The government’s anti-smoking measures received high praise at UN summit says Roxon.
Plain packaging and other anti-smoking measures are getting Australia noticed in the global domain, said Health Minister Nicola Roxon.
The minister has returned from a United Nations health meeting in New York, where she said the federal government's plain packaging efforts had other attracted significant interest from delegates.
"We had countries from Norway and Uruguay, through to France and South Africa and the US, even New York mayor (Michael) Bloomberg, all interested in what we're doing," she told ABC Radio yesterday.
"There were lots of people wanting to know if they can use our graphic health warnings.
"The number of times that there was spontaneous applause when we were presenting this at different forums is an indication that our presentation and our action is striking a chord with other nations."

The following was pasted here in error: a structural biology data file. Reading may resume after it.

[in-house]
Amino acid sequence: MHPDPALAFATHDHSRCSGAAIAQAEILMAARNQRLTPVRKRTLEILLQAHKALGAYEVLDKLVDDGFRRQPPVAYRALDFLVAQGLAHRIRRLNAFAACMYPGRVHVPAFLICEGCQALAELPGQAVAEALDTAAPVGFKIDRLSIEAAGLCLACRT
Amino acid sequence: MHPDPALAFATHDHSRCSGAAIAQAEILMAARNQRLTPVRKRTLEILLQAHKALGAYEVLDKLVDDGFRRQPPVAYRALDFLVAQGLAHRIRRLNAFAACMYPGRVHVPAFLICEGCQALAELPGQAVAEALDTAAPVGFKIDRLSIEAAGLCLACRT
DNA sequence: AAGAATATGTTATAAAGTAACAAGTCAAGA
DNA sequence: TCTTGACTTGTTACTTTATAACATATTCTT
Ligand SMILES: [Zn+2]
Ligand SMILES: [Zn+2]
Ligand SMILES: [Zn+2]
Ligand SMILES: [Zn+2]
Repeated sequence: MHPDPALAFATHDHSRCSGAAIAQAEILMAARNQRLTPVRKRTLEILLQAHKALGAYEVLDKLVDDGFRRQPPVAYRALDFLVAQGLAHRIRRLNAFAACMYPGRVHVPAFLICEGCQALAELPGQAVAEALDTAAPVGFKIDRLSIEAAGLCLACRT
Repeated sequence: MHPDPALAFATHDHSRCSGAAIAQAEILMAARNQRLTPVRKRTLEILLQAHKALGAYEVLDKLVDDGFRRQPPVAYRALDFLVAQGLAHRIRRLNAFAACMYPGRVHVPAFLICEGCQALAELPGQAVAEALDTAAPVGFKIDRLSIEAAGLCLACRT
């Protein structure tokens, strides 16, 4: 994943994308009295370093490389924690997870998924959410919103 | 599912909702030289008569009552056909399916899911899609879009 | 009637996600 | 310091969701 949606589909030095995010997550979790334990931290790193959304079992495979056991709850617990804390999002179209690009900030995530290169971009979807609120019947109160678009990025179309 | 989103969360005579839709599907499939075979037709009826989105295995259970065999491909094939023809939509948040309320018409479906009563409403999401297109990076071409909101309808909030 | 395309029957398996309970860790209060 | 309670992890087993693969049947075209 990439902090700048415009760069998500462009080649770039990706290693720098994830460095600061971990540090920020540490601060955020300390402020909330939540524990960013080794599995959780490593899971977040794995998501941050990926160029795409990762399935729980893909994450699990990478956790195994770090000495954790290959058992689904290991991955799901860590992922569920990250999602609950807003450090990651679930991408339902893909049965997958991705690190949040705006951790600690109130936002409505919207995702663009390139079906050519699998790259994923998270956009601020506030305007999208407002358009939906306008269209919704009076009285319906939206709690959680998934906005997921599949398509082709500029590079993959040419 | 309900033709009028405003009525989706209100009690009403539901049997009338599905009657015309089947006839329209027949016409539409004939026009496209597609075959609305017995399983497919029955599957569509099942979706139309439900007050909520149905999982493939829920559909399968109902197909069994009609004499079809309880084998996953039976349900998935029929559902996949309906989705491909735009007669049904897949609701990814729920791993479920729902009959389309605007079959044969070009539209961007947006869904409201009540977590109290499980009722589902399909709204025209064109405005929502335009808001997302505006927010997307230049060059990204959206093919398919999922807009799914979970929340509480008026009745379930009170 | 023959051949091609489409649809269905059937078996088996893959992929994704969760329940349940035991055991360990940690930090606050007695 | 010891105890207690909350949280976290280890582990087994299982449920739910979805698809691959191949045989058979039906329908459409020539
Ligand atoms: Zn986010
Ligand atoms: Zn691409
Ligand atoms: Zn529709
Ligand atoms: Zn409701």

Legislation forcing all cigarettes to be sold in plain packets is due to pass the Senate during the next sitting in October.
Roxon was disappointed that the bill has stagnated in the upper house, but added its passage was now "just a matter of programming".
Tobacco companies continue to threaten to take the government to court over the matter, but Roxon said the government was not going to deterred.
"I was also able to meet with countries that are currently being sued by tobacco companies for other steps they're taking," she said.
"It's their usual course of business.
"I'm sure that part of the huffing and puffing from big tobacco companies is that they are terrified of other countries following us."
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